With a week left before the election, Terry Goddard says he has a stable of elected leaders backing his plans to address dark-money spending in Arizona. 

The Democratic candidate for secretary of state announced his coalition of lawmakers — all members of the Democratic minority in the Legislature — willing to sponsor his legislation in the next session.

Southern Arizonans backing Goddard include Sens. David Bradley and Steve Farley as well as Reps. Bruce Wheeler, Stefanie Mach and Victoria Steele. 

Dark money, campaign spending by groups that don’t have to reveal their funding sources, has become a major influence, and an issue, in this campaign.

Goddard’s announcement comes only a few days after a dark-money-funded group, the 60 Plus Association, targeted him with $304,000 in critical advertising.

But Goddard isn’t the only candidate being targeted in the secretary of state race.

An independent group, albeit, not a dark-money group, calling itself Put the People, Not Lobbyists, In Charge, has put up $65,000 in radio ads criticizing his opponent, Michele Reagan. 

Records filed with the Arizona Secretary of State’s Office show two people with the last name Goddard, Terry Goddard’s brother, William, and a Pascale H. Goddard, helped fund the group.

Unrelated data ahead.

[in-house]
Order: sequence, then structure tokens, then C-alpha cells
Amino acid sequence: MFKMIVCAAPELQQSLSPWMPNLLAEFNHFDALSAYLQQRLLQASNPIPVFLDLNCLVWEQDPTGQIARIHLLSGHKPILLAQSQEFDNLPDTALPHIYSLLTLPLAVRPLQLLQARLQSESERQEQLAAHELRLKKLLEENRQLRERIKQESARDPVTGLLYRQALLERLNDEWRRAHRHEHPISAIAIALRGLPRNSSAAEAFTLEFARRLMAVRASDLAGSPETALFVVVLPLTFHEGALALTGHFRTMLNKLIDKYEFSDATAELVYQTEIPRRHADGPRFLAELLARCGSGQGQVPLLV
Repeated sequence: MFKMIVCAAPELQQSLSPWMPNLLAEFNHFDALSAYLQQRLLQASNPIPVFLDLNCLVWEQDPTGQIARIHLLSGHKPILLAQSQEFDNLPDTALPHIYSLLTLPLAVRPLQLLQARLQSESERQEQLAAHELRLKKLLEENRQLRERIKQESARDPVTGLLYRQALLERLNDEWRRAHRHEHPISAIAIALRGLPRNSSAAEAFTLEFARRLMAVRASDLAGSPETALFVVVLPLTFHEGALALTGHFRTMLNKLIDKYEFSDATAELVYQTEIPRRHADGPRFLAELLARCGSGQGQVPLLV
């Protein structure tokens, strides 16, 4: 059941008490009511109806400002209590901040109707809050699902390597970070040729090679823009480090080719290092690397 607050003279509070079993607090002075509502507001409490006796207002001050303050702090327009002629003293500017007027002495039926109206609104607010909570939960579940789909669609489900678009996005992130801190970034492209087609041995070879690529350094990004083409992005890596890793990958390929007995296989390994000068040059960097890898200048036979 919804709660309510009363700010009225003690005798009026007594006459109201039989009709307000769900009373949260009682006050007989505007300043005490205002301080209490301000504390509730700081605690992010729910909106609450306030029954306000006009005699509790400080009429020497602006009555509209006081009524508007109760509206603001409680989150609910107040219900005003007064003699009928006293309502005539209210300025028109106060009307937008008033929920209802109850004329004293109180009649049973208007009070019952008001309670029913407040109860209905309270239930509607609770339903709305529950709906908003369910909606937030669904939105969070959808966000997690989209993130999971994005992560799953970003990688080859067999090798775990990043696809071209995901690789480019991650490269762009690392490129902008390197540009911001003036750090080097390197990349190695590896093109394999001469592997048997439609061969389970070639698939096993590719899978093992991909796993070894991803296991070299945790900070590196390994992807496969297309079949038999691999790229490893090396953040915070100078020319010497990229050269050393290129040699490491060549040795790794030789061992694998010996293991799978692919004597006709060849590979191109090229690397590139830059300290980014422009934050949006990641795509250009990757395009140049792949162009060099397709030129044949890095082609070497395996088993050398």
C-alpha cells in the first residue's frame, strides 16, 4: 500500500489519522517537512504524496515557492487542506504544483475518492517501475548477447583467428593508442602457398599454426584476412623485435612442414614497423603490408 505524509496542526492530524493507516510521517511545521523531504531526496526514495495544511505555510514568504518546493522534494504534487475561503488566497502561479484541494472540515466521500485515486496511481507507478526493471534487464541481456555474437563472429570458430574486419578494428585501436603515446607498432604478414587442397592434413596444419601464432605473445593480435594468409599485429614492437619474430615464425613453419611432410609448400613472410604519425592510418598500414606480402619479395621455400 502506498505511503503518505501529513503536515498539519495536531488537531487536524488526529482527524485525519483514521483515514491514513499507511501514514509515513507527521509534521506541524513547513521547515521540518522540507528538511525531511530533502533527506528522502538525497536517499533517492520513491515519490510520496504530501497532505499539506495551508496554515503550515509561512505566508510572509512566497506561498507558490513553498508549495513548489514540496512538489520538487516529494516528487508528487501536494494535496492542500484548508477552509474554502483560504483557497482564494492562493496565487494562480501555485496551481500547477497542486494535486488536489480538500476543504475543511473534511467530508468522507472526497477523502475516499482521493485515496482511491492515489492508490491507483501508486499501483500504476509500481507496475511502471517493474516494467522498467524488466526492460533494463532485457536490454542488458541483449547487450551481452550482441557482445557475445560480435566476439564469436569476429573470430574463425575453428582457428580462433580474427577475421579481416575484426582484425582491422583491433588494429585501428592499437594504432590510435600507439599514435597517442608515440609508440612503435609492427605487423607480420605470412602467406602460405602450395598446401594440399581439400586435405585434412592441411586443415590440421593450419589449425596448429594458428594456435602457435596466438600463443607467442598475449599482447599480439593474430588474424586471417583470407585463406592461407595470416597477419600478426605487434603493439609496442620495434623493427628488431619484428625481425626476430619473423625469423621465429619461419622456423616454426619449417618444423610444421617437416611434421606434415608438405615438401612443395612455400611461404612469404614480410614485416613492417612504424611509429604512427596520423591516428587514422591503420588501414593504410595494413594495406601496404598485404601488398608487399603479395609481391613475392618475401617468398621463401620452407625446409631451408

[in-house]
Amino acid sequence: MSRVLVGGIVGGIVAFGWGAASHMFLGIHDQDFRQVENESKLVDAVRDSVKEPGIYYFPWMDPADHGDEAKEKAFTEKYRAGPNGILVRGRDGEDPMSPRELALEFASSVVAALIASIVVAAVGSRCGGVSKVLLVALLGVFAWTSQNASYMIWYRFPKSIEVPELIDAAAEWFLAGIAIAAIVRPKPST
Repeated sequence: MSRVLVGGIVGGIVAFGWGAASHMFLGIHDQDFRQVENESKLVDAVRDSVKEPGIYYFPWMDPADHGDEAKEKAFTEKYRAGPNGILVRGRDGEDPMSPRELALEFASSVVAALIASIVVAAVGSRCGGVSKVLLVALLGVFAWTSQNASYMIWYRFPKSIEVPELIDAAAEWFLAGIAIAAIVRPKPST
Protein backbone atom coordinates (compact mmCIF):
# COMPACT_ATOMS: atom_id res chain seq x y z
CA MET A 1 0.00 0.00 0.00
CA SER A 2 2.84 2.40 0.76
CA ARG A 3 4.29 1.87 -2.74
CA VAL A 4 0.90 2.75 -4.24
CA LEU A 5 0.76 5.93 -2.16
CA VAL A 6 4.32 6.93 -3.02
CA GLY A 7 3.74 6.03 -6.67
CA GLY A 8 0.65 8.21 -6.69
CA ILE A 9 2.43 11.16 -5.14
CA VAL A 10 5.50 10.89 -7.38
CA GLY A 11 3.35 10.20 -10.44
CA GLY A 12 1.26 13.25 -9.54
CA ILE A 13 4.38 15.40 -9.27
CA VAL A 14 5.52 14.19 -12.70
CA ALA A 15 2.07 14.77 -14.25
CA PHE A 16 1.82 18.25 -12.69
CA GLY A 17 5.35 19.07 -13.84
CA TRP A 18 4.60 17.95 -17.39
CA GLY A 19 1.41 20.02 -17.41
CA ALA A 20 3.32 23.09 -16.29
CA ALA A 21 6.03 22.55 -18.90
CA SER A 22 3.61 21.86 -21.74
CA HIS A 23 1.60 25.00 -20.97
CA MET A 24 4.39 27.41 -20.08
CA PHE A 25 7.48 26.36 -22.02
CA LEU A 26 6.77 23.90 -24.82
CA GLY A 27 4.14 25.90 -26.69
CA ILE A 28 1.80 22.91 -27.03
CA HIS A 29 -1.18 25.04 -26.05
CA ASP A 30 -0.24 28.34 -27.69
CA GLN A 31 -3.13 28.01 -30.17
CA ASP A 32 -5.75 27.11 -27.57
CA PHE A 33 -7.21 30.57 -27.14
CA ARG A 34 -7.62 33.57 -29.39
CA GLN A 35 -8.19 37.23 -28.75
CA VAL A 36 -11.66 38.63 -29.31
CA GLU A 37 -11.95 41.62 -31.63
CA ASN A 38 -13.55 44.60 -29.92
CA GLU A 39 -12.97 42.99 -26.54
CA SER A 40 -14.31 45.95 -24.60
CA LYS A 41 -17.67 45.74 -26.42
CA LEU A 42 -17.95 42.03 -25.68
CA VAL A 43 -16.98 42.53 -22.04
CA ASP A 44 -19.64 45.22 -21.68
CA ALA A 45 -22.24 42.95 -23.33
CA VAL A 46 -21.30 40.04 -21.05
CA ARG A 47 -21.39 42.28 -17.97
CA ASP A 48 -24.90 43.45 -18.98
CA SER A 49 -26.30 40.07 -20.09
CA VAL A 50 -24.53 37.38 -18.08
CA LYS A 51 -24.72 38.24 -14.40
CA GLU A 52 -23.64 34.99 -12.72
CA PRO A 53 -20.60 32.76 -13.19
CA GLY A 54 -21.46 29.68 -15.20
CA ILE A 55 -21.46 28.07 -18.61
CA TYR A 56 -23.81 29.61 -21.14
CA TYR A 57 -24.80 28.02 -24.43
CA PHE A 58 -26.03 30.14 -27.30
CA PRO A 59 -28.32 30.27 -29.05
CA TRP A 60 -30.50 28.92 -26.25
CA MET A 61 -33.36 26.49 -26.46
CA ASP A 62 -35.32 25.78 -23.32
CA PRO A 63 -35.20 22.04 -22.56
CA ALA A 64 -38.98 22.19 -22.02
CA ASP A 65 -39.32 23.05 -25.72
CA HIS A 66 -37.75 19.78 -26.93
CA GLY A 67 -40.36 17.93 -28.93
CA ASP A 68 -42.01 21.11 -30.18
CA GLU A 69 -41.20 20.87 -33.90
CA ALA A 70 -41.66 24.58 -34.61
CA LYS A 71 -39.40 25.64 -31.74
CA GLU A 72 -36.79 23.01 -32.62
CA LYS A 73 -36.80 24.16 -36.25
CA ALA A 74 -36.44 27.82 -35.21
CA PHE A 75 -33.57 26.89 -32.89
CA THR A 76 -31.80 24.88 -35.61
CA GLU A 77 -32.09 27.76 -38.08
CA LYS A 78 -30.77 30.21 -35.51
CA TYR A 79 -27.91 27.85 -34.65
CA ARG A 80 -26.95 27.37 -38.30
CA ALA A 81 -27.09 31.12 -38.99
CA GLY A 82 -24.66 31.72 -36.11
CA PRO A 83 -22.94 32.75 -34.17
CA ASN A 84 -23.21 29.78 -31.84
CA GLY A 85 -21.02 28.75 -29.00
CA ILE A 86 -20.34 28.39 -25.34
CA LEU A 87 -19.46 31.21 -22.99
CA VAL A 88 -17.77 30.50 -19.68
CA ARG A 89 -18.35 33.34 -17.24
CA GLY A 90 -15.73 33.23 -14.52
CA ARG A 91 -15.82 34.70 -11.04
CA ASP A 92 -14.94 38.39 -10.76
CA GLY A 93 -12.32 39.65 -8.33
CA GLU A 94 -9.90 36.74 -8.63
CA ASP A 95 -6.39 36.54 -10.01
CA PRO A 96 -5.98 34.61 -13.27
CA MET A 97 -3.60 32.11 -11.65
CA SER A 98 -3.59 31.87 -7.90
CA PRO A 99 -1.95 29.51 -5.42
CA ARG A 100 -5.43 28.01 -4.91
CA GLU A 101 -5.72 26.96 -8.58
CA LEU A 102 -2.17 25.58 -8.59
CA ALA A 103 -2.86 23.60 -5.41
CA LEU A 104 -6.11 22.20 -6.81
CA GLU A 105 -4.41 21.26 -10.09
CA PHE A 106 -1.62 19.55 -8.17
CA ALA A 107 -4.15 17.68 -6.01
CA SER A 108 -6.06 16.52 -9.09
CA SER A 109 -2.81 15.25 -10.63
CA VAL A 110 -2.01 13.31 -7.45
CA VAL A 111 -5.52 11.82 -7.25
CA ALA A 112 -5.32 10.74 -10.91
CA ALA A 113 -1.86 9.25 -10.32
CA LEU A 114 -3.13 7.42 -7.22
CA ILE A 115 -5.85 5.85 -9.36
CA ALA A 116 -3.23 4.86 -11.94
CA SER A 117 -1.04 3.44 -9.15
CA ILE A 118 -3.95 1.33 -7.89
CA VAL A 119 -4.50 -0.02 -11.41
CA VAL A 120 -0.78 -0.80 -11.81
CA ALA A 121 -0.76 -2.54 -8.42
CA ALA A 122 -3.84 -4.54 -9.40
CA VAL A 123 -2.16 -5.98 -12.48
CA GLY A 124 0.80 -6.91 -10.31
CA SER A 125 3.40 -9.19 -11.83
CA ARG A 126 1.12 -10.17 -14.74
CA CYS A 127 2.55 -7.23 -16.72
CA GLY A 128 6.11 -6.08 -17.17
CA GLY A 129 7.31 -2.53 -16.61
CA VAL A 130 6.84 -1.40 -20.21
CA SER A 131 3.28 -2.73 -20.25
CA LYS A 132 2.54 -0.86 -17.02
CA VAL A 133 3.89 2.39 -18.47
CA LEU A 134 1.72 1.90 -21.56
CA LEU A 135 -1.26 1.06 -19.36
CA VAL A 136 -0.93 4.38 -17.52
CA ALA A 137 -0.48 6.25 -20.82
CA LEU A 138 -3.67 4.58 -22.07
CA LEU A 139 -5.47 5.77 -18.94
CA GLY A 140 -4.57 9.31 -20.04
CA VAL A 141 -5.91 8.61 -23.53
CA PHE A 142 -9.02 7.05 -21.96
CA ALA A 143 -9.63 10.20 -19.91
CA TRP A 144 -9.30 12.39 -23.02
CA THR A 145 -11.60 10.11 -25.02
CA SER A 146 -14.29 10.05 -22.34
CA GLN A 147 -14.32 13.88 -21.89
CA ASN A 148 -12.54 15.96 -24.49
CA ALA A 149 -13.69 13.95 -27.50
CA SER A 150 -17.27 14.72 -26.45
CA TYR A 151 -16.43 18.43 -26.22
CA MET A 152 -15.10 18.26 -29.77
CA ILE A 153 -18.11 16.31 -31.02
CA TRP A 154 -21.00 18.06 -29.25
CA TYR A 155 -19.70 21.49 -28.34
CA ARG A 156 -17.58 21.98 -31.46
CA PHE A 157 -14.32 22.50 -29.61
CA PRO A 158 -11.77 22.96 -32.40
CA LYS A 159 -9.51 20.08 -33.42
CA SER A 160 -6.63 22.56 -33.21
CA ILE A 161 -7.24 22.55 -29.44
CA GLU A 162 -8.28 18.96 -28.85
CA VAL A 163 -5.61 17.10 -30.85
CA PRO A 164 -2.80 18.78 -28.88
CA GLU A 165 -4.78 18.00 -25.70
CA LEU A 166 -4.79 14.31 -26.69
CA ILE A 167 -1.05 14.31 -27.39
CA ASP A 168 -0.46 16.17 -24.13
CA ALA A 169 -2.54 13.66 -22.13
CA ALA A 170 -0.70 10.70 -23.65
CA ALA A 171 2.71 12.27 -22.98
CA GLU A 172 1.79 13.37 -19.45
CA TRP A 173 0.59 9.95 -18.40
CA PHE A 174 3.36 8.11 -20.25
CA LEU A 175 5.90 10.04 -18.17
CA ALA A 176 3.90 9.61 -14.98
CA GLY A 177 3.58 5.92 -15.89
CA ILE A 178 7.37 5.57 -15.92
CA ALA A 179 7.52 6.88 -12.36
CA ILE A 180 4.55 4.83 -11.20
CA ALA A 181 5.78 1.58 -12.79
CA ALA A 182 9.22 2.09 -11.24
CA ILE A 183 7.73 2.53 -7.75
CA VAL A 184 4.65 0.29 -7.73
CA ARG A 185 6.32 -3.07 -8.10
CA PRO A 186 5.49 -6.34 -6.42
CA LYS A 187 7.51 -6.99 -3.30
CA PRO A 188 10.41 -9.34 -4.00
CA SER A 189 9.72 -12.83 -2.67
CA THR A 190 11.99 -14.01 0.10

Kyle Moyer, Reagan’s campaign spokesman, said she also wants to see campaign reform to tackle dark money, but notes nonprofit political activity is already regulated by the IRS. 

“It is a federal issue,” Moyer said.

Reagan, who has been both a benefactor and a target of dark money in the race, has previously said she doesn’t like the role dark money has played in the current election season.

Moyer said Reagan has said she wished that these third-party groups would give directly to her campaign.

Goddard’s campaign is publicly financed with by the state’s Clean Elections program, while Reagan uses traditional financing.

Best known as a state attorney general for eight years, Goddard’s proposed legislation seeks to require any group that spends funds on any communications mentioning any person or proposition that appears on the ballot within 60 days before a primary or general election to register with the state.

“Arizona has become the Cayman Islands of dark money out of negligence, and even complicity, of our Legislature and secretary of state,” Goddard said.

“Arizona rewards hard, honest work and independent thought. Dark money skews the game for anonymous, out-of- state corporations willing to twist our politics to help their bottom line.”

Reagan, on the other hand, is proposing that any nonprofit that loses its federal tax exemption from the IRS should have to retroactively reveal its donors.

Moyer notes with a slate of only Democrats backing Goddard, it is unlikely his legislation will ever be heard in the currently Republican-dominated Legislature.

Contact reporter Joe Ferguson at jferguson@tucson.com or 573-4346. Follow him on Twitter @JoeFerguson


Reporter with the Arizona Daily Star. I cover politics as well as the city of Tucson and other municipalities in Southern Arizona.